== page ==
From the Seashore

In honor of the Russian holiday, National Day, we present this work by the nation’s first female professional poet.

Anna Bunina
1774 – 1829


The shining sea
Seamless from the sky,
The quiet waves
Splashed upon the shore,
The gentle swells
Shivered just a little.

The sun is extinguished,
There is no moon,
Scarlet blaze
Glints in the west,
Birds in their nests,
Flocks in their roosts.

Everything suddenly shushed,
Everything in its place.

The room is still,
There is no rustling.
The children are cuddled
Modestly in the corners.

Lina touched
The harp strings:
The golden harp
Raised its voice;
Sounds in harmony
Sing with Lina.

Rosy flames
Shine from the fireplace;
The clear bright fire
Skips upon the coals;
The dark-gray smoke
Twists in a column.

The fierce flame
Scorches the soul;
The heart languishes,
Everything is desiccated.
Poison flows
In my veins.

Tears ran dry
In cloudy eyes,
Sighs stopped
The breast from heaving,
Speech freezes
On chilled lips!

Sea rise up!
Be a coffin for me!
Golden harp,
Strike like thunder!
Flame overflow,
Incinerate this poor woman!

I Love

In honor of Victory Day, we present this work by one of modern Russia’s most widely-loved poets.

Andrey Dementyev
1928 – 2018


To river came a woman fair.
A beauty with her auburn tresses.
My flame for her one word expresses –
I wrote it on the parched sand there.

She read it out aloud to me.
“I love you too…” she answered dearly.
Her words came clearly:
“Darling, darling…”
my mind lost then its liberty.

I sat with her upon the sand.
The sun upon our backs was blazing.
Beneath, the rustling pines were gazing.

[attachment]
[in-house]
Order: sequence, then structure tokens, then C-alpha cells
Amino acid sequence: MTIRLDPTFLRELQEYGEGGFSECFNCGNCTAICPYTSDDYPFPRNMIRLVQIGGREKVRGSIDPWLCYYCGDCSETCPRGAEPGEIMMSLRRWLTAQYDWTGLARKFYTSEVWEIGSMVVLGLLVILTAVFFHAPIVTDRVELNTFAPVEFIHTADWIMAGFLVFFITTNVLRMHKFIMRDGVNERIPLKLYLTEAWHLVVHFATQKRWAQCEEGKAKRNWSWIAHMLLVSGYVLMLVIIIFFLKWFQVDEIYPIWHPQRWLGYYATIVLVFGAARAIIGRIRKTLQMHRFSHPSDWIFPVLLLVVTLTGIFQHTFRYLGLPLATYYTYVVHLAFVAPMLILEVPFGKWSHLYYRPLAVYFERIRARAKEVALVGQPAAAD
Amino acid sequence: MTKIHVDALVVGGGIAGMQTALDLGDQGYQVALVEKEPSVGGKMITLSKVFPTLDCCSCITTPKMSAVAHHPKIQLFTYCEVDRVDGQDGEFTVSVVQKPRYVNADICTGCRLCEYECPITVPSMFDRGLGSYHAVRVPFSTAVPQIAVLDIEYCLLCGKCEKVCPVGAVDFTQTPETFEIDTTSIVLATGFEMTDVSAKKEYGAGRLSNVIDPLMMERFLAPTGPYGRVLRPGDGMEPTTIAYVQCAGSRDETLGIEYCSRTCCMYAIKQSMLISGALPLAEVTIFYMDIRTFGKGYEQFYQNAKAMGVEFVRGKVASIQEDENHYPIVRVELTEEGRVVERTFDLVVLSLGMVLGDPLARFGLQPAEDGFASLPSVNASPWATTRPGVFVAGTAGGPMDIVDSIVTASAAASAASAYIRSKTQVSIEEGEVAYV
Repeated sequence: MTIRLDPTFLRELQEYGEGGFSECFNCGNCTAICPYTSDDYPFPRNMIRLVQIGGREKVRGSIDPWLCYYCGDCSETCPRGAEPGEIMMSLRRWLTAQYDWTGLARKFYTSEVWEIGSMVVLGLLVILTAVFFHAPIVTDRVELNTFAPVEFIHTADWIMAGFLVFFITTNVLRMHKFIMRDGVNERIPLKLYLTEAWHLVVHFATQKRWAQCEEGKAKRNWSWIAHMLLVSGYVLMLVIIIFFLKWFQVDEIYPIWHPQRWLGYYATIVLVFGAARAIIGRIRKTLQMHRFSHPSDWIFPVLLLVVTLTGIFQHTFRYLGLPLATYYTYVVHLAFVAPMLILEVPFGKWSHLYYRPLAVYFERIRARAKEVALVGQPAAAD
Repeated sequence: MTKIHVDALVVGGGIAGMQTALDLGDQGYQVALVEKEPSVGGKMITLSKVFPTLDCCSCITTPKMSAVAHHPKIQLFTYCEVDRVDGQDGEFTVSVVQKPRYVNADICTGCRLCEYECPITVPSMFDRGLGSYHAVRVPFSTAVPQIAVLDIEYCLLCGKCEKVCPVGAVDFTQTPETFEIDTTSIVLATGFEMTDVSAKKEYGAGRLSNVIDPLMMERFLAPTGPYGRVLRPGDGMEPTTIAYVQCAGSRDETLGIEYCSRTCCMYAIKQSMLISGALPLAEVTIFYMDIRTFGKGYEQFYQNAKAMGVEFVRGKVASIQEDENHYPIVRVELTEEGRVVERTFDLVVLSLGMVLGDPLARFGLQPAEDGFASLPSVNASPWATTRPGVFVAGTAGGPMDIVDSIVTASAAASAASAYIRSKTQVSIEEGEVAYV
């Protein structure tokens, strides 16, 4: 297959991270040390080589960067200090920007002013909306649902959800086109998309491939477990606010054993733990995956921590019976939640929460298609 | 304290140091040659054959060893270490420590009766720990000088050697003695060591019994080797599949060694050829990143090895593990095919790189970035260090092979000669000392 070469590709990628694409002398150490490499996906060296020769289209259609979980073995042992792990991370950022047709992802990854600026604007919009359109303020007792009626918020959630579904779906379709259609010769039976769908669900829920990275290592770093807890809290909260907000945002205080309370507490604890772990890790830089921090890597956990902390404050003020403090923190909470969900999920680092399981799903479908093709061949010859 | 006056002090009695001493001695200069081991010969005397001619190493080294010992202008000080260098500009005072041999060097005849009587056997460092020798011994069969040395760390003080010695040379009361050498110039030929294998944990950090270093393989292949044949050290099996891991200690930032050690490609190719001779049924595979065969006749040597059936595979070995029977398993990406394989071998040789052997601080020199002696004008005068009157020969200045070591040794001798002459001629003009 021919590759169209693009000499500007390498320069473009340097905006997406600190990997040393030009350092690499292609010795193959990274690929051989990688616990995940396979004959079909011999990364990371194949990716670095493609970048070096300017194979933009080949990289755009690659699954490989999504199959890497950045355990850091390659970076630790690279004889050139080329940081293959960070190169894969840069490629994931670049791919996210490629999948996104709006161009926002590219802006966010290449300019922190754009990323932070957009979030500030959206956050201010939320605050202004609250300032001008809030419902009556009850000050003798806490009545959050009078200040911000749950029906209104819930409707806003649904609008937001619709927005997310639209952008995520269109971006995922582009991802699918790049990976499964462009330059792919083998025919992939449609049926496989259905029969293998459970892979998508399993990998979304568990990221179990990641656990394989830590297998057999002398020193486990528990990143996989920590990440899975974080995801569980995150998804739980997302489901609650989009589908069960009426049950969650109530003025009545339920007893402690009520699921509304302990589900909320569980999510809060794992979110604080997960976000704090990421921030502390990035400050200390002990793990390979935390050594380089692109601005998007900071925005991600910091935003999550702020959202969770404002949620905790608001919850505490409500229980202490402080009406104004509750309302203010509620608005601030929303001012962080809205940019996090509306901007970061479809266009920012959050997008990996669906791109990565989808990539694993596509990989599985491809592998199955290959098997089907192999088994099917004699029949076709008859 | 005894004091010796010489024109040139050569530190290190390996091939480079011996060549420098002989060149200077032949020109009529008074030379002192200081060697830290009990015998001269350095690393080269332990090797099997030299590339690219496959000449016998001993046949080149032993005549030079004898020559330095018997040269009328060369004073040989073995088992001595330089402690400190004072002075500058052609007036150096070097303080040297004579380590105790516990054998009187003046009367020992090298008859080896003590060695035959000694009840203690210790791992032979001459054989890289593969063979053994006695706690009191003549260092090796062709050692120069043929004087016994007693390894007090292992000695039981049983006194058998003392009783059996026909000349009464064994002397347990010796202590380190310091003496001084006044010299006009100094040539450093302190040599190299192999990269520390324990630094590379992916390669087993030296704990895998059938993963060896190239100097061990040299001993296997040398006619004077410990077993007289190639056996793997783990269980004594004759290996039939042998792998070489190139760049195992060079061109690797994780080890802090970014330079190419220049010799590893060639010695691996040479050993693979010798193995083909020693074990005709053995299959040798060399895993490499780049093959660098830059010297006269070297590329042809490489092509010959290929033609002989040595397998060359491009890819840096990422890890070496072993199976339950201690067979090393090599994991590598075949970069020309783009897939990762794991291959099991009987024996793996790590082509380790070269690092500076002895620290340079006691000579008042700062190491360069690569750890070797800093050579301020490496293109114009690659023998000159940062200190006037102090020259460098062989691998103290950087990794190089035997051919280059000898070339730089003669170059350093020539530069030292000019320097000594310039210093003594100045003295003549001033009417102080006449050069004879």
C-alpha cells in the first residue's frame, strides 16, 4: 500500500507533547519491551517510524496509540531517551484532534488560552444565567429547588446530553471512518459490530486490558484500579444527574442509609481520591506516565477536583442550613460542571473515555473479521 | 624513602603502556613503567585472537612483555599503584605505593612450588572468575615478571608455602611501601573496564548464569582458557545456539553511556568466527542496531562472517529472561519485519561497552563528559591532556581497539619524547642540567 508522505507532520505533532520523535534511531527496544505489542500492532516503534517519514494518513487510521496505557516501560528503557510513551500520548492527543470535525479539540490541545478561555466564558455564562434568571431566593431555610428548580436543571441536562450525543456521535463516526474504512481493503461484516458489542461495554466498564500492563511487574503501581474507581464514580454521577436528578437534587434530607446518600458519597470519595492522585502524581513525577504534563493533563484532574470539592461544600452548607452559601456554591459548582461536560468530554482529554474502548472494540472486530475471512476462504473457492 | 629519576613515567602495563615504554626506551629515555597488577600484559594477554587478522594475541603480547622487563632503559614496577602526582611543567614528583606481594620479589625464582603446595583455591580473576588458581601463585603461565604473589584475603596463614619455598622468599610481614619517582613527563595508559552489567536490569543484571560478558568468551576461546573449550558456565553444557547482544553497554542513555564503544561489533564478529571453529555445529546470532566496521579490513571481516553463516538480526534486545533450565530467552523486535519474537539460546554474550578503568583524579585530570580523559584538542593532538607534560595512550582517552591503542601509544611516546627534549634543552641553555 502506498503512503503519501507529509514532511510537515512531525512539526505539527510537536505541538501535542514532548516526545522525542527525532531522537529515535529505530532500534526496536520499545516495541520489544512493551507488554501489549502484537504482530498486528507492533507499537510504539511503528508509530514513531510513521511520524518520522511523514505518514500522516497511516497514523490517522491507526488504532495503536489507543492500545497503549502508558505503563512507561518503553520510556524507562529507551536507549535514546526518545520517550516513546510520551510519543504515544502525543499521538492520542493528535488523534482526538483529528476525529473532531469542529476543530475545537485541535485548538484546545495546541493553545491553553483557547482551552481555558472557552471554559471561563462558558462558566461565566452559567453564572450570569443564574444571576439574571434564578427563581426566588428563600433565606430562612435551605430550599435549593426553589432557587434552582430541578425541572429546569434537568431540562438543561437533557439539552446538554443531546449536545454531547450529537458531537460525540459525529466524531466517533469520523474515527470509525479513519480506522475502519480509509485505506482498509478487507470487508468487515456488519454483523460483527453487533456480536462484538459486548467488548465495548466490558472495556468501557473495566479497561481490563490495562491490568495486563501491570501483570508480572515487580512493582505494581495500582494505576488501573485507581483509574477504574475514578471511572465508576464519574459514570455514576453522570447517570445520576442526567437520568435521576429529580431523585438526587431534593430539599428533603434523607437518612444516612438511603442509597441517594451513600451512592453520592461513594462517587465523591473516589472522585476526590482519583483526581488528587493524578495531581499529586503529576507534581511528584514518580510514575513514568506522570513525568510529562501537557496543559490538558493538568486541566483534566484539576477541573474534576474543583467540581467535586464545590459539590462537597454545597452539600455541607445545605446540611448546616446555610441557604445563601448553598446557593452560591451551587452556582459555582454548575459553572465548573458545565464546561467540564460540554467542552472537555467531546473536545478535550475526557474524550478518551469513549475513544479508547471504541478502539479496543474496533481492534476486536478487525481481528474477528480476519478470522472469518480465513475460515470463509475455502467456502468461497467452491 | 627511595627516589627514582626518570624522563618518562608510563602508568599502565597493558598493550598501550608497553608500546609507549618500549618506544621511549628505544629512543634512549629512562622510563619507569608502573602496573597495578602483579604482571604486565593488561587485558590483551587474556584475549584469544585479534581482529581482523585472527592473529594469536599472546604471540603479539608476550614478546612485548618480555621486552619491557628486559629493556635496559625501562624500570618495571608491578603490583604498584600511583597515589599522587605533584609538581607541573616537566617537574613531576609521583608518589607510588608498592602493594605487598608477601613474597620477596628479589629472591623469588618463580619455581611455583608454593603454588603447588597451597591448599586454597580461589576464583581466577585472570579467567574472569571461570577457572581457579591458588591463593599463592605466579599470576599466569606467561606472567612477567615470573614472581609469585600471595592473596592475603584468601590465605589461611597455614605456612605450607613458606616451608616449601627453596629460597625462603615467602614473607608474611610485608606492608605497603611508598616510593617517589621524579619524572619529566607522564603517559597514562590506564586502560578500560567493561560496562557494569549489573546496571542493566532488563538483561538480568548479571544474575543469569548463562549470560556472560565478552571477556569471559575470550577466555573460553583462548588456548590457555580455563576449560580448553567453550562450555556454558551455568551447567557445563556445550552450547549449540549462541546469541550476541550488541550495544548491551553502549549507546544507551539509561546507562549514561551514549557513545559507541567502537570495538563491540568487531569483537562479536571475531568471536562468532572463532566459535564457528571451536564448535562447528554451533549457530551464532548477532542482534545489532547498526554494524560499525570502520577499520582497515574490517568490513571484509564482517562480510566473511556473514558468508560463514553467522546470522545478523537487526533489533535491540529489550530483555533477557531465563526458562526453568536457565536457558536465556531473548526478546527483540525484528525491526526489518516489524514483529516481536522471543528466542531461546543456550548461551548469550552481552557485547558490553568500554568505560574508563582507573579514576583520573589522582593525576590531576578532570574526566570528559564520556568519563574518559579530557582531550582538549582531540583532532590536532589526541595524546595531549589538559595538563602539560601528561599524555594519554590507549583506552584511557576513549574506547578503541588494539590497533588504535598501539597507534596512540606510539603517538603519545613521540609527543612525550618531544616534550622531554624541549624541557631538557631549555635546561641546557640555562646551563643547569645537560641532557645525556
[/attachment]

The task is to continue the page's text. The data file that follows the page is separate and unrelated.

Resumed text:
The rooks’ cry came from distant land.

And for her I some lines composed.
Across our Rapids I was swimming
to fetch a bunch of daisies, brimming,
which I then at her feet disposed.

She laughed and then she read my palm.
She tore the petals from the flowers.
So were my vows possessed of powers,
Or was this superstition’s balm?

And many years have passed since then.
Again, I see – though
eyes are shuttered –
that written word, not even muttered,
is made indelible by pen.

The Gates of Paradise

In honor of Defense of the Fatherland Day, we present this work by one of Russia’s great martyred poets.

Nikolay Gumilyov
1886 – 1921


The eternal entrance into Eden
Is not locked with seven precious seals;
It has no charms nor light of heaven,
And the people don’t know that it is.

It’s a doorway in a wall forgotten —
Stones, moss and nothing more else,
Near stands a beggar; and the rotten,
Keys are hanging at his gaudy waist.

Paladins ride by in agitation,
Trumpets wail, and minted silver chant;
Nobody spares his attention
To the Peter — the Apostle, the saint.

They dream: There, by Sepulchre of Savor,
Paradise will open doors for us;
At the footing of the Mount Thabor
The committed hour will thrust.

So by the armored monster goes;
In the air the trumpets ring and wail;
The Apostle in the tattered cloth,
Like a beggar, looks and poor and pale.

Lot’s Wife

Anna Akhmatova
1889 – 1966


And the just man trailed God’s shining agent,
Over a black mountain, in his giant track,